Colouring Human Hair………

Always seek professional advice before colouring Human Hair.

Temporary or semi permanent colour can be used on human hair but care must always be taken where the weft is machined, as bleach products or even water can eventually rot the cotton thread with which it is sewn.

Wefts are made with cotton thread as it is the best thing to hold the hair in place and prevent the hair from slipping and working its way out of the weft.  When the thread is wet it stretches slightly so therefore makes the weft very vulnerable and hair loss can occur at this stage.  Never comb a weft when it is wet.  Just detangle it with your fingers.  Always hold the top of the weft securely.

It is a lot easier to make a colour darker than it is to lighten. To lighten a darker colour means you have to first bleach it and then colour it. Such a treatment does not guarantee 100% transformation into the colour you need with a very high risk that the bleach could turn it into orange.

With temporary colour or some semi permanent colours you can only add colour but you can not lighten the shade with it. This means that with colours 1B, 2, 4 etc you cannot make them lighter.

It is always easier to add colour than it is to lift it out to lighten the shade of very dark hair.  The natural red pigment which comes through when bleached is hard to lift and dark hair can become orange.  Another bleaching process would be required but the hair can loose its natural lustre and become hard and brittle like straw.

The permanent colouring of human hair can be a very tricky process and should always only be attempted by a professional hairdresser, who is experienced in the art of colouring.  Even then the hair itself determines the final colour result.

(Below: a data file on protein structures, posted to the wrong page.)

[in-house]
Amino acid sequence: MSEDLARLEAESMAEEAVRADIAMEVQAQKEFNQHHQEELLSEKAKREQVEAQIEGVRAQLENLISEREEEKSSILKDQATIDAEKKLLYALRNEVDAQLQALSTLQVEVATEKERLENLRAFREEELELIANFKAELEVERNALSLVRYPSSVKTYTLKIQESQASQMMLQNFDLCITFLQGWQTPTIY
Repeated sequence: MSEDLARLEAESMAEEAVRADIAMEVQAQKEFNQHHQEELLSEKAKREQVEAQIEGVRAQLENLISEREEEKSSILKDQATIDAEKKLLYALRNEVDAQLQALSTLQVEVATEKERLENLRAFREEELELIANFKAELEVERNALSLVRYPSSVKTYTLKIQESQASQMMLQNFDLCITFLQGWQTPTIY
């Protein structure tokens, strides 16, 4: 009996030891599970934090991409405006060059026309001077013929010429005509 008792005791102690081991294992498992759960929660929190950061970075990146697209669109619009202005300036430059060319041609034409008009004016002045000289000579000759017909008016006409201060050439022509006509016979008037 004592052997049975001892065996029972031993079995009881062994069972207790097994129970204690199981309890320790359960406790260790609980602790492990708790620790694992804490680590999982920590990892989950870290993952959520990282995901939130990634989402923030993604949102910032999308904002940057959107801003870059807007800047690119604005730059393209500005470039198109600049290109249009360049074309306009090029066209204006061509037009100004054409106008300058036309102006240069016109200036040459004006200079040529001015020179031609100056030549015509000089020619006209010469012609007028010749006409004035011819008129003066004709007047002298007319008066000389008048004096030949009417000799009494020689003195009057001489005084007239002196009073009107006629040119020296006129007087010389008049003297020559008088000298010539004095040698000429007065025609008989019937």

A strand test should therefore always be done before attempting any type of colour, to asses the final result and reaction of the product on the hair.

In the case of bleaching or permanent tinting, if the hair becomes brittle and breaks easily then the colour should not be applied.  If the hair looks like cotton wool, the chemicals have burnt it and again it should not be applied.

Human hair can vary vastly in strength and texture from one head to another and from one nation to another.  Outside influences can affect hair such as ultra violet exposure from the sun’s rays.  Over exposure from sea and wind and many, many more things such as ill health, diet good or bad, or the taking of any medication, even a simple aspirin.

Some people have very strong hair that will withstand lots of chemical processes that occur in permanent hair colouring.  Whilst others have much finer hair which is therefore more fragile and much weaker.   This type of hair can be very porous and absorbs colour very quickly but can become damaged with some chemical processes.

Whilst the very strong hair is more resistant to the chemical processes performed in bleaching to lift out and lighten the natural hair colour it is also more difficult to lighten.  To add colour or permanently tint the same strong human hair, it takes much stronger chemicals first to lift the natural colour and then add the desired tone of the permanent shade.

The above is a fair and frank expert opinion based on decades of experience in this line of business. They are the issues and concerns we have and would like to highlight them to you at the outset.